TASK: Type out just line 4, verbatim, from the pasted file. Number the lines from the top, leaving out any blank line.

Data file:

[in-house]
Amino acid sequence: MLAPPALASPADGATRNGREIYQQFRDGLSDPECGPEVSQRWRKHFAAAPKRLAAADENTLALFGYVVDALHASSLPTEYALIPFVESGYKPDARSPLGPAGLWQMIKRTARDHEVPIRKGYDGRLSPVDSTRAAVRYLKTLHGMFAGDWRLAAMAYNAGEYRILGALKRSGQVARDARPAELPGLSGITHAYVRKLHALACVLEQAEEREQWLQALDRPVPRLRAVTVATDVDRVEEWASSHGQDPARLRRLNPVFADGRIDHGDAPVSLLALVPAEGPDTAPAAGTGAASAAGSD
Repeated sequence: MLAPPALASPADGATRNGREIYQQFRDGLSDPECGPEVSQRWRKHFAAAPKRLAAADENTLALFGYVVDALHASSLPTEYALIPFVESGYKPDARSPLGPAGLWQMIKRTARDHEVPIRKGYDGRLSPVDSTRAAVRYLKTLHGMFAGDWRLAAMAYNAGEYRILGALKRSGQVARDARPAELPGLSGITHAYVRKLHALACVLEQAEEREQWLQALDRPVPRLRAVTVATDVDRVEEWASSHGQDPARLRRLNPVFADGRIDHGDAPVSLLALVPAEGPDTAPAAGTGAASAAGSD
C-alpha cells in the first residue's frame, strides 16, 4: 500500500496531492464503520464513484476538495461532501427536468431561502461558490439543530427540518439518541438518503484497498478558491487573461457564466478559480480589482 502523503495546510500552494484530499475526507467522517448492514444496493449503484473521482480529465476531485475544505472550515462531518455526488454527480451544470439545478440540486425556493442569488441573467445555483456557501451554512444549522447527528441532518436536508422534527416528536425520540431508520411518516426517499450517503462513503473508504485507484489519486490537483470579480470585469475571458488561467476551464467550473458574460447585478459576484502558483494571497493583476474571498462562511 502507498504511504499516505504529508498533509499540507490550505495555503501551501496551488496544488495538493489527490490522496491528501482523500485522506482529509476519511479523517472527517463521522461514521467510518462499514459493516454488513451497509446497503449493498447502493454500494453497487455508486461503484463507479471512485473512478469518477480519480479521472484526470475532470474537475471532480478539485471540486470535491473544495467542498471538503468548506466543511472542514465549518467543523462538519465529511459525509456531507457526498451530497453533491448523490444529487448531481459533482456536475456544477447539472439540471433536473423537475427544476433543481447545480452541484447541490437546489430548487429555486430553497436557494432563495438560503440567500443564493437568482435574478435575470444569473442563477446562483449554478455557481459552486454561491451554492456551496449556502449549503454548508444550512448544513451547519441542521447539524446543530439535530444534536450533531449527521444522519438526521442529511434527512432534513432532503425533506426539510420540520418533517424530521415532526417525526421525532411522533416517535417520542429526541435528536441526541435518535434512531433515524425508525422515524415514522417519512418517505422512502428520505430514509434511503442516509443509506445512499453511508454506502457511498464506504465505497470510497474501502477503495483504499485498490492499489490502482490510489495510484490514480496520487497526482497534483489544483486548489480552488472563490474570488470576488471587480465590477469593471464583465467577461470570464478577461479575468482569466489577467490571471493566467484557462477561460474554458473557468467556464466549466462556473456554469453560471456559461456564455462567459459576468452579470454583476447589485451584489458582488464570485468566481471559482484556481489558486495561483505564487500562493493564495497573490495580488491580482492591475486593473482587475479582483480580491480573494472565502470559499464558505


C-alpha cells in the first residue's frame, strides 16, 4: 500500500496531492464503520464513484476538495461532501427536468431561502461558490439543530427540518439518541438518503484497498478558491487573461457564466478559480480589482 502523503495546510500552494484530499475526507467522517448492514444496493449503484473521482480529465476531485475544505472550515462531518455526488454527480451544470439545478440540486425556493442569488441573467445555483456557501451554512444549522447527528441532518436536508422534527416528536425520540431508520411518516426517499450517503462513503473508504485507484489519486490537483470579480470585469475571458488561467476551464467550473458574460447585478459576484502558483494571497493583476474571498462562511 502507498504511504499516505504529508498533509499540507490550505495555503501551501496551488496544488495538493489527490490522496491528501482523500485522506482529509476519511479523517472527517463521522461514521467510518462499514459493516454488513451497509446497503449493498447502493454500494453497487455508486461503484463507479471512485473512478469518477480519480479521472484526470475532470474537475471532480478539485471540486470535491473544495467542498471538503468548506466543511472542514465549518467543523462538519465529511459525509456531507457526498451530497453533491448523490444529487448531481459533482456536475456544477447539472439540471433536473423537475427544476433543481447545480452541484447541490437546489430548487429555486430553497436557494432563495438560503440567500443564493437568482435574478435575470444569473442563477446562483449554478455557481459552486454561491451554492456551496449556502449549503454548508444550512448544513451547519441542521447539524446543530439535530444534536450533531449527521444522519438526521442529511434527512432534513432532503425533506426539510420540520418533517424530521415532526417525526421525532411522533416517535417520542429526541435528536441526541435518535434512531433515524425508525422515524415514522417519512418517505422512502428520505430514509434511503442516509443509506445512499453511508454506502457511498464506504465505497470510497474501502477503495483504499485498490492499489490502482490510489495510484490514480496520487497526482497534483489544483486548489480552488472563490474570488470576488471587480465590477469593471464583465467577461470570464478577461479575468482569466489577467490571471493566467484557462477561460474554458473557468467556464466549466462556473456554469453560471456559461456564455462567459459576468452579470454583476447589485451584489458582488464570485468566481471559482484556481489558486495561483505564487500562493493564495497573490495580488491580482492591475486593473482587475479582483480580491480573494472565502470559499464558505